Open Access Dissertation
Date of Award
Education Evaluation and Research
To examine disparities in education, the researcher utilized a naturalistic approach to uncover how youth think, talk, and feel about their response to schooling. Findings are based on in-depth conversations with 12 inner city African-American kids enrolled in Urban, USA middle and high schools, rarely heard from in the scholarly literature. Students conveyed a belief system that schooling was the route to upward mobility, however, their responses to academic exercises seem to suggest an indifference. Primary findings suggest that students' (a) sense of safety and family tradition were key factors of student school selection; (b) understanding of how levels of success correlate with the opportunity structure was limited; (c) decision to not give voice was an attribution of respect for their teachers; (d) choice for "social life," often to the neglect of schooling, was to have a balanced teen experience rather than opposition to schooling. Future research recommended was to help students discover how their own contradictions impact their educational opportunities.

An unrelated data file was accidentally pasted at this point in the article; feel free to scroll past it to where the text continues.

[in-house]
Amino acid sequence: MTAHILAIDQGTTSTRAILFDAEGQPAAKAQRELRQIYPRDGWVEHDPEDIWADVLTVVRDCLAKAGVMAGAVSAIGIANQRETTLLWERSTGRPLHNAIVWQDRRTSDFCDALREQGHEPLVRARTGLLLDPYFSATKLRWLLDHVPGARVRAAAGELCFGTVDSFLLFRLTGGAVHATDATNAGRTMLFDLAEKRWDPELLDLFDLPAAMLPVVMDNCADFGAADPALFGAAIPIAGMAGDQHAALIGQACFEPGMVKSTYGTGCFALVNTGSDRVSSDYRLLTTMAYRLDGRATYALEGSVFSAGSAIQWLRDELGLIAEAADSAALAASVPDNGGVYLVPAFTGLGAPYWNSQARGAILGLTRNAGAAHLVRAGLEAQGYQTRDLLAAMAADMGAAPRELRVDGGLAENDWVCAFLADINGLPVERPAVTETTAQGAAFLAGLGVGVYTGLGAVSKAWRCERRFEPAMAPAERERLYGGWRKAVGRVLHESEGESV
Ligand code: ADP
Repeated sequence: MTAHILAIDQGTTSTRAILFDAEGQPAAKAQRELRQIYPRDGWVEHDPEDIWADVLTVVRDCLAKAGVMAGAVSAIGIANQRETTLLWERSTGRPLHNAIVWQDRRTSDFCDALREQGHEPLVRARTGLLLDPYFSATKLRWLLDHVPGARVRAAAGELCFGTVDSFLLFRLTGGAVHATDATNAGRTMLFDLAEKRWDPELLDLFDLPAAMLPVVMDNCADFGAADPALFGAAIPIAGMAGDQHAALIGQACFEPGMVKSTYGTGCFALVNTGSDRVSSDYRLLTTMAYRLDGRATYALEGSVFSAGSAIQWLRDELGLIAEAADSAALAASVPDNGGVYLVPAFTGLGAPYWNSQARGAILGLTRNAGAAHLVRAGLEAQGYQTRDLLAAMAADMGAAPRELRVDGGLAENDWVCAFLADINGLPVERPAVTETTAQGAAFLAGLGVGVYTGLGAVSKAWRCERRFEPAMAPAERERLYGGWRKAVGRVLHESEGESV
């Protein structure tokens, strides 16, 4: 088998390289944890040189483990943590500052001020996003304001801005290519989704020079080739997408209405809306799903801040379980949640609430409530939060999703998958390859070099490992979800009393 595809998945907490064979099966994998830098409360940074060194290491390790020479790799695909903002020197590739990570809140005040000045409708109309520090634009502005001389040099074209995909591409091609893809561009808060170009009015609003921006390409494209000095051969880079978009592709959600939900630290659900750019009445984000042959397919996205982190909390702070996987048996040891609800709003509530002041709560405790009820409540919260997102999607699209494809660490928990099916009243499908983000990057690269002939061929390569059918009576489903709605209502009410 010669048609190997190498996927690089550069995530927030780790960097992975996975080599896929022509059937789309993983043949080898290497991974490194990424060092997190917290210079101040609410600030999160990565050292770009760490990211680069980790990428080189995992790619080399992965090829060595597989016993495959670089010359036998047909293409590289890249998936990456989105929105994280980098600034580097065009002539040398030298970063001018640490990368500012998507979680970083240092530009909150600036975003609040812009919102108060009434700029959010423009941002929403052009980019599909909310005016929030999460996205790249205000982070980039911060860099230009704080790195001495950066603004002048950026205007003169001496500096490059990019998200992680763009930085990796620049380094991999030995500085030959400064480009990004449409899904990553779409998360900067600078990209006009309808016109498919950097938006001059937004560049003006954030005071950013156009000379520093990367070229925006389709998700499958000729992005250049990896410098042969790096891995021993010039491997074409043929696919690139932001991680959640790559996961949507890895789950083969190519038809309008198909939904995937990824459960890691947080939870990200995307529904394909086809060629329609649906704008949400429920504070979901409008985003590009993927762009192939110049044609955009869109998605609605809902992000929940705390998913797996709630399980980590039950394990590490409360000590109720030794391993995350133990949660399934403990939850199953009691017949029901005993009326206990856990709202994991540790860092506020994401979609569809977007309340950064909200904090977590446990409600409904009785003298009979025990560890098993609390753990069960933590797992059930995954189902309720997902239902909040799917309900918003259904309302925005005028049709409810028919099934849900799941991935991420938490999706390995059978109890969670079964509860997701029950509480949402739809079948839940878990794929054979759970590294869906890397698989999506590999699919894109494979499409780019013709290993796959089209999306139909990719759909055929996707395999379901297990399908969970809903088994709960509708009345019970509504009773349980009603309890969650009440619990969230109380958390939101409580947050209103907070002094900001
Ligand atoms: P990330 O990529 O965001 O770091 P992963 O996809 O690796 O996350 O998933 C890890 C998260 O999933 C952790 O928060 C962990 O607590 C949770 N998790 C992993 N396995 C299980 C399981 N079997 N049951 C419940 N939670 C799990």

Coulter, Donna Michelle, "A Phenomenological Study To Engage African-American Youth Voice In Deliberations Regarding Their Response To Schooling" (2013). Wayne State University Dissertations. 645.